When the prodigal is jealous of the swine eating the husks of the corn and thinks of his father, he “came to himself,” and decided to return (Lu. 15:17).  But the prodigal doesn’t always return.  Some prodigals, though weary with the greatness of the journey aren’t smart enough to recognize that they are responsible for their situation.  They don’t take responsibility.  They don’t even recognize that “there is no hope” in their wicked ways, neither is their happiness nor safety (Alma 41:10). 

“Thou hast found the life of thine hand,” means don’t complain about the cards you have been dealt because everyone is their own dealer.  If they sow righteousness, they reap righteousness.  If their hands are helping hands, they receive mercy themselves.  If their hands are covetous and adulterous, they are stolen from and cheated on.  You have heard the idiom:  you’ve made your own bed, now lie in it.  As a man thinketh, so is he.  Similarly, as a man doeth, so his life becomes.  Or, “thou hast found the life of thine hand.”If you don’t like your life, the first person to blame is yourself.  If you’re miserable, look in the mirror for the responsible party.  The wicked have a hard time seeing who is at fault. The following is a true story of an Alcatraz prisoner, though born into a good Mormon family, found himself sitting on the steps of Alcatraz. His story illustrates the principle.

“One Saturday I was out in the yard, sitting up on the top step of the big steps.  I was watching the cons just below me playing handball, looking up to the other end of the yard where they were playing baseball, and watching some of the cons walking up and down between the two activities.I was also looking at the Golden Gate Bridge.

“The wind was blowing from the southwest, San Francisco, and it was a warm sunny day.  Then an odor came to me on the wind that shook me to the core.  NEW MOWN GRASS!  They must have been mowing the grass on the Marina Green.  I hadn’t smelled new mown grass for years, but I immediately recognized the odor.

“Then I asked myself the question, ‘What am I doing here, when I could be where I could smell the grass?’ This question seemed very important to me and the next question was, ‘Why am I here?’ The answer to that was that I had tried to escape from Leavenworth.  And before that I had some disciplinary problems in McNeil Island and I was there because I had helped rob a bank.  Before that I was in San Quentin for stealing a car, carrying a gun, and assaulting another prisoner.  Before that I had a General Court Martial in the Navy for going AWOL and served a year in Navy prison for assaulting a Marine guard.And before the Navy, I had my juvenile problems, and had left home when I was 15 years old, over my mother’s objections and tears.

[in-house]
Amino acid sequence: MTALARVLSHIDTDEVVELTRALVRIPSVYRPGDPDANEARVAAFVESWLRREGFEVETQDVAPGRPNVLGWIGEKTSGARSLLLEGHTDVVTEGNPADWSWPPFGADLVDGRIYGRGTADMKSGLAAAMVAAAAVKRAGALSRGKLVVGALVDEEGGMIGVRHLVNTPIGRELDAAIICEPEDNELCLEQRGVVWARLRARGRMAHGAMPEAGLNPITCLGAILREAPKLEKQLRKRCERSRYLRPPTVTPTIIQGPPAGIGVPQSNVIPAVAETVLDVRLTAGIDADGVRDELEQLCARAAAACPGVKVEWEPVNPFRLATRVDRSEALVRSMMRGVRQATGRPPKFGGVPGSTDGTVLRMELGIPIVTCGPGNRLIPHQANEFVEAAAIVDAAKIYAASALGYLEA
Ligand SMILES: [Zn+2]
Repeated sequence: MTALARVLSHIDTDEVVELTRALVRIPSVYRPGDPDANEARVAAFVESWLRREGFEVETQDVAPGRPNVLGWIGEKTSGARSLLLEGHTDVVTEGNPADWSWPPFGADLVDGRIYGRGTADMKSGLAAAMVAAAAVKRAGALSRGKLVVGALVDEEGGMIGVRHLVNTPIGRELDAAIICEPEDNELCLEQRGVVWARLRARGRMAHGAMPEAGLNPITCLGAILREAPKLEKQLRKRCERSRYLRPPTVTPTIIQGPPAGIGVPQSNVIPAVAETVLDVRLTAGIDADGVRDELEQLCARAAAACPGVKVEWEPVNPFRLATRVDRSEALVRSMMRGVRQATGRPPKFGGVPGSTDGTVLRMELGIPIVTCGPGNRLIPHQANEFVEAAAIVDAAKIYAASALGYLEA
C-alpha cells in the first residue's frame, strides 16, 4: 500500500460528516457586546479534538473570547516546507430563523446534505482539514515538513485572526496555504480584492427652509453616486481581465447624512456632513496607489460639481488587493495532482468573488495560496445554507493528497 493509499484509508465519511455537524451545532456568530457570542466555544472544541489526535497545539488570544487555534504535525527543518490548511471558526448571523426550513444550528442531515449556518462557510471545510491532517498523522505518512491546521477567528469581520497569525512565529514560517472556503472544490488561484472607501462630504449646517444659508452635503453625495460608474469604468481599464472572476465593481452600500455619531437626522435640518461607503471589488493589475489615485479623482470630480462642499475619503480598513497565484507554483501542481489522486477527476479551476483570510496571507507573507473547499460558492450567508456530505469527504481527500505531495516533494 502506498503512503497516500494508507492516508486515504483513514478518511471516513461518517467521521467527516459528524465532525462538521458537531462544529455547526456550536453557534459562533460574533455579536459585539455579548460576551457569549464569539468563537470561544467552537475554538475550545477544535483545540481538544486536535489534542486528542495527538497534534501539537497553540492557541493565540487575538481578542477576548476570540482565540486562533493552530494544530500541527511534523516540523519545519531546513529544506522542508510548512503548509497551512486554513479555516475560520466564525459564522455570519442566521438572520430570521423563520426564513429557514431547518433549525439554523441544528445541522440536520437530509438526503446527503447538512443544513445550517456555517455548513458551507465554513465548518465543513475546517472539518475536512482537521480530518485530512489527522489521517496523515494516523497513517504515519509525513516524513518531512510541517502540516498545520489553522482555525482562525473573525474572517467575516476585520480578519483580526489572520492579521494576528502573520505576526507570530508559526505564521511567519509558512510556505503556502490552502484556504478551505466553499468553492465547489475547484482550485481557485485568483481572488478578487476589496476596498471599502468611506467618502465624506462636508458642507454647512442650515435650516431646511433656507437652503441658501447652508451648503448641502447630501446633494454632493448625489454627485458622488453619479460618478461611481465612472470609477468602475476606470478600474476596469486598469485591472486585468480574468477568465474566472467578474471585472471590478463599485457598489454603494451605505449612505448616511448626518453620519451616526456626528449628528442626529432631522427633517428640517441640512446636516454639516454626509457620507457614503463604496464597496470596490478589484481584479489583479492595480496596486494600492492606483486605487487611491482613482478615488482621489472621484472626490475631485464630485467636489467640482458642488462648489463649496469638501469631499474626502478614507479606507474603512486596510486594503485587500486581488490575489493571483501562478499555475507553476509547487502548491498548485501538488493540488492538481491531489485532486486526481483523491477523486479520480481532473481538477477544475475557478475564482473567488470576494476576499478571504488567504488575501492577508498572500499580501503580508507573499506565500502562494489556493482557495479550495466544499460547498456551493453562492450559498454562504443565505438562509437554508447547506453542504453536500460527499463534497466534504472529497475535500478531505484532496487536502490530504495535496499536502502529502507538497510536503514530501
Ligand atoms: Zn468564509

“Then it dawned on me, like I had been hit with a baseball bat to get my attention. That everything I had done to get to this point in my life was BY MY OWN CHOICE. I had chosen to come to Alcatraz!  I had actually been moving in the direction to put me in this spot at this time, by my own choice! I was sitting on these steps in Alcatraz looking at the view BY MY OWN CHOICE!

“It was an astounding revelation, and it took several minutes to sink in.  That instant I realized the truth, that no one was responsible for my actions but me.  All the blame I had placed on anybody else was gone.  There was no rancor or ill feeling left for anyone but myself.” (Entombed in Alcatraz: an autobiography by Robert Luke, 60-61)

Isaiah 57:13-14 he that putteth his trust in me

Jehovah promises that those who trust in Him will possess the lands of their inheritance including the holy mountain of Jerusalem and the Temple.  They will ask for the Lord to build them a road, to prepare the way, to remove all stumblingblocks from the path, and the Lord will do it.  The Lord further promises, “I have seen his ways, and will heal him: I will lead him also, and restore comforts unto him and to his mourners” (v. 18).

   Blessed is the man that trusteth in the Lord, and whose hope the Lord is (Jer. 17:7)

   Trust in the LORD with all thine heart; and lean not unto thine own understanding.

   In all thy ways acknowledge him, and he shall direct thy paths. (Prov. 3:5-6)

   Trust in the LORD, and do good; so shalt thou dwell in the land, and verily thou shalt be fed.

   Delight thyself also in the LORD; and he shall give thee the desires of thine heart.

   Commit thy way unto the LORD; trust also in him; and he shall bring it to pass.

   And he shall bring forth thy righteousness as the light, and thy judgment as the noonday. (Ps. 37:3-6)